Start-Ups Say Innovation Doesn't Grow on Trees
Biotechnology start-ups have long relied on grants from the National Institutes of Health to fund the research-and-development process for new drugs, medical devices and disease treatments. Every year, the agency is required by law to set aside 2.8 percent of its research budget -- $650 million in 2009 -- for small businesses and the commercialization of technologies developed at universities.
But when nearly $10 billion in stimulus funds went to the NIH, a last-minute change in the legislation exempted the agency from the requirement. That means the NIH does not have an obligation to reserve a portion of the money to small businesses.
This has created a stir in the area's biotech community. The companies say that without the requirement to set aside money for the Small Business Innovation Research program, they have a tougher time securing funding that could help them develop new products and survive the recession.
"It has just been a slap in the face to small businesses, especially because it's been a lifeline to biotech," said Aprile Pilon of Clarassance, a Rockville-based biopharmaceutical company that develops treatments for respiratory diseases. "We don't have access to institutional investors. We're going to lose a lot."
The SBIR program has been a key part of the grant-giving process for many agencies that support research and development, including the Energy Department and the Agriculture Department. For biotech companies, the NIH grants typically help companies pay for clinical trials or move their products through the regulatory process. Universities and other academic institutions also receive a large number of grants for scientific research.
In February, executives from 20 companies sent a letter to Maryland's senators, Democrats Barbara A. Mikulski and Benjamin L Cardin, asking for help in applying the small-business set-aside to the stimulus funds. Two weeks ago, Cardin, Rep. Chris Van Hollen (D-Md.) and Rep. Donna F. Edwards (D-Md.) held a hearing in Rockville on the issue. Jonathan Cohen, chief executive of 20/20 Gene Systems, Joe Hernandez, chief executive of Innovative Biosensors, and Pilon testified before the panel. Raynard Kington, acting NIH director, did not attend the hearing. Instead, Sally J. Rockey, director of extramural research, sent written testimony outlining alternative funding programs that did not reach the members of Congress until after the hearing.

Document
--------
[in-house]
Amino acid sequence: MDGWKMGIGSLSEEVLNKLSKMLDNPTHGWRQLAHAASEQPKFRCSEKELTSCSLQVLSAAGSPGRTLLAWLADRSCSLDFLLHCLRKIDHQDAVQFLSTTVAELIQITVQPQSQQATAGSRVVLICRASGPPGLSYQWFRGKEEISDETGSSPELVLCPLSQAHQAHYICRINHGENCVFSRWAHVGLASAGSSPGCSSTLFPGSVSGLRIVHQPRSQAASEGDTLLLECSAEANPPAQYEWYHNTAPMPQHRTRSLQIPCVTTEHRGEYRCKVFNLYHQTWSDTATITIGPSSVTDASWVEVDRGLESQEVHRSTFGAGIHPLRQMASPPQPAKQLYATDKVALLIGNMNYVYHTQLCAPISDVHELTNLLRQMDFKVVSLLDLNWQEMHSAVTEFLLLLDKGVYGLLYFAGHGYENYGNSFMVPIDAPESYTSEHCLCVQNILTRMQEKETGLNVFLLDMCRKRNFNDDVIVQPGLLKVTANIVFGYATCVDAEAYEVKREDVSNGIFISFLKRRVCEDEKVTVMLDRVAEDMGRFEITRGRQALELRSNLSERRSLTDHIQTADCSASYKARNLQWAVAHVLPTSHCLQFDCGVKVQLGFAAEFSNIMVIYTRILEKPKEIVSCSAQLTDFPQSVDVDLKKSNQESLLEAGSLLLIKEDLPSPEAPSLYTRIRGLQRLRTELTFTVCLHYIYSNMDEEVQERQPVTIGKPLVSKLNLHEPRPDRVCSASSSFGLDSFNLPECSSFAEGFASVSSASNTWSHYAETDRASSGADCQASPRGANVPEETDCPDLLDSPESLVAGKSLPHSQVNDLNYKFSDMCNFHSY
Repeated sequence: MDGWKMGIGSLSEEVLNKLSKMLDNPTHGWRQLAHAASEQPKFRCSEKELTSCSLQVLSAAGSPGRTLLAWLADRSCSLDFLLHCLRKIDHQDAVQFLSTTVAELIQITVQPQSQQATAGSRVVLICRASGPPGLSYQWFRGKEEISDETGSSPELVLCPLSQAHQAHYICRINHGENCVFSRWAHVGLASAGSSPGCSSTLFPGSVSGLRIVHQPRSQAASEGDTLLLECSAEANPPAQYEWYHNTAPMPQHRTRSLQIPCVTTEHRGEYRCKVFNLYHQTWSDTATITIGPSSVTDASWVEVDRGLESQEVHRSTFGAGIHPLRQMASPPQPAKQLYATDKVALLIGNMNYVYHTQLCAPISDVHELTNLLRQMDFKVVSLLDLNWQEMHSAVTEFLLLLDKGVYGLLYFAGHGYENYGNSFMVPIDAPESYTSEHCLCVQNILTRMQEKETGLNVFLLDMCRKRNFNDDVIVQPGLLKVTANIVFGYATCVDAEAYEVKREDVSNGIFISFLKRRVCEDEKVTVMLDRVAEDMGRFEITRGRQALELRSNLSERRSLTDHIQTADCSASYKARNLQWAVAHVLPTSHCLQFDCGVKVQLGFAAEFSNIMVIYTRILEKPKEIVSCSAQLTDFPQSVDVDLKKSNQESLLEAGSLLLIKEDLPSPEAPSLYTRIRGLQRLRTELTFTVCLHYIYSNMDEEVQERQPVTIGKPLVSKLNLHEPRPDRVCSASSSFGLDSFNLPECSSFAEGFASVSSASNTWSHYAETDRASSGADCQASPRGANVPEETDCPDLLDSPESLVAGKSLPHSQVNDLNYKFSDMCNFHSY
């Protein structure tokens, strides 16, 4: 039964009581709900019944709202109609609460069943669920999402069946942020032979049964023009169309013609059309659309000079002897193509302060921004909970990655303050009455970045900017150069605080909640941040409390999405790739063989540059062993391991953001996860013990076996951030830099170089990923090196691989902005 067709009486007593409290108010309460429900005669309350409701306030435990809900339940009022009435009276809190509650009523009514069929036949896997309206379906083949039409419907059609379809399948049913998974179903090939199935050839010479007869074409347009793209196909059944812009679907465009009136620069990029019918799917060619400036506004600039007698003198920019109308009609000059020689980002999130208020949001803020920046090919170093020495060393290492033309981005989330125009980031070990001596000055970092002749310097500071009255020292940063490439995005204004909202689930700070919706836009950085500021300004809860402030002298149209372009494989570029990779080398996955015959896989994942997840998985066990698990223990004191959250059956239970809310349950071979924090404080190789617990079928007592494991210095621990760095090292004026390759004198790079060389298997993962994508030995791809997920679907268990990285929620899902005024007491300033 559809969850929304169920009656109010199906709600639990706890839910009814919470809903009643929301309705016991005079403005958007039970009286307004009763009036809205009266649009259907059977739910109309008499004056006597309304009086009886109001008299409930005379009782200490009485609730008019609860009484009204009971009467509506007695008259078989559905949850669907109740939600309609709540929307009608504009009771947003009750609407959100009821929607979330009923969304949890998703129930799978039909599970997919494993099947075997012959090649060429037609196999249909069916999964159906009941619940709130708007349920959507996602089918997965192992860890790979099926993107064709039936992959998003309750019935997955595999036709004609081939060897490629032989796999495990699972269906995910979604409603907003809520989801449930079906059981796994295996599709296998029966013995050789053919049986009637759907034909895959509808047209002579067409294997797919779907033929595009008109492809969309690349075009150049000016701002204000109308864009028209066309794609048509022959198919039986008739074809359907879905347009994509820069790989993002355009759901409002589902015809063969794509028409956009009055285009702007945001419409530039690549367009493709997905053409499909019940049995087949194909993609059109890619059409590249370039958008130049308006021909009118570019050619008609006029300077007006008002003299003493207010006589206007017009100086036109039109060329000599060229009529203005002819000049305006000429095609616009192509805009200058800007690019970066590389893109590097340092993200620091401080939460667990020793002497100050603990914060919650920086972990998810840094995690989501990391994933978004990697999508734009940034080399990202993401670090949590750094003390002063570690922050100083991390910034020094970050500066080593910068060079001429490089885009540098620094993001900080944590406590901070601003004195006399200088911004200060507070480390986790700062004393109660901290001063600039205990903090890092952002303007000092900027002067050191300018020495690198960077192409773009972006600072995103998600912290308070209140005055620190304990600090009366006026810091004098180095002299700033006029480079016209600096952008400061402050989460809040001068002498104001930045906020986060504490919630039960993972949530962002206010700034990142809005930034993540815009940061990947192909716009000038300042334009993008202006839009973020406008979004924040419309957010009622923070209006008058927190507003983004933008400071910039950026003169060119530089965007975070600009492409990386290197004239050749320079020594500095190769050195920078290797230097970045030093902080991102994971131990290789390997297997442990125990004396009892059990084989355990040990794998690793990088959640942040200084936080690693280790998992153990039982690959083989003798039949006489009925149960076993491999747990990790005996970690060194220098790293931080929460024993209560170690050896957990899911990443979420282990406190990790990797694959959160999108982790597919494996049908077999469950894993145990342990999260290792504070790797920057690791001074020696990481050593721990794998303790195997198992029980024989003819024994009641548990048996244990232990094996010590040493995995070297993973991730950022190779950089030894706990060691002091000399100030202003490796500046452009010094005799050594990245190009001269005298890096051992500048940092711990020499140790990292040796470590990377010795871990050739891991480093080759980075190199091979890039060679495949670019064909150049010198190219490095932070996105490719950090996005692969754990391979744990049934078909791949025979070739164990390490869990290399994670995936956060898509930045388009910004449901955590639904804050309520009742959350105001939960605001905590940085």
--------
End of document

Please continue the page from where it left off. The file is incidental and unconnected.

Cardin, Van Hollen and Edwards sent a pointed letter to Kington after the hearing, saying that his "absence sent a message of indifference."
In an interview Friday, Rockey said no one was available to appear at the hearing. She also said that, although the NIH is not required to provide a set amount of funds for small businesses, the agency has encouraged them to apply for several other funding opportunities supported by stimulus money. These programs, she said, have received a lot of interest from biotech firms.
"When the Recovery Act was first being discussed, we were concerned, because the number of [small-business] applications had dropped dramatically," she said. "And we were concerned we wouldn't have enough applications to distribute funds expeditiously."
Pilon argues that small-business applications get tougher scrutiny than those from academic institutions, and she claims that the board reviewing the applications is largely made up of university representatives.
"Small businesses are at a disadvantage in terms of preparing grants," she said. "We don't have the resources that universities do. We have to think hard if we have the time and money to write a grant, and if we don't get grant funding, the penalty is much greater than if a university doesn't get funding."
Cha-Mei Tang, chief executive of Potomac-based Creatv MicroTech, said she submitted a grant application last week to help hire more employees to gather patient samples and statistics in the development of a tool to detect chronic lymphocytic leukemia. She said past efforts to compete for funds that are not reserved for small businesses have been unsuccessful, so she is concerned that companies will not have much of a shot at stimulus money.
"Everything we sell is based on SBIR funding," Tang said. She said she plans to visit lawmakers on Capitol Hill this week. The House is scheduled this week to take action to reauthorize the SBIR program, which expires at the end of July. The biggest issue in question is whether venture-backed firms should have access to SBIR grants.
Allen Cunningham, chief executive of Charlottesville-based Gencia, said his company received an NIH grant that is not tied to stimulus funding for the pre-clinical development of a therapy for Alzheimer's disease, so his company is not in dire need of additional money at the moment.
But he said he agrees that setting aside some portion of the stimulus funding would be invaluable for small firms.
"There's no doubt that if the exemption wasn't there, that more money would be available for applicants and in line with the goals of the stimulus," he said.
Kim Hart writes about the Washington technology scene every Monday. Contact her at firstname.lastname@example.org.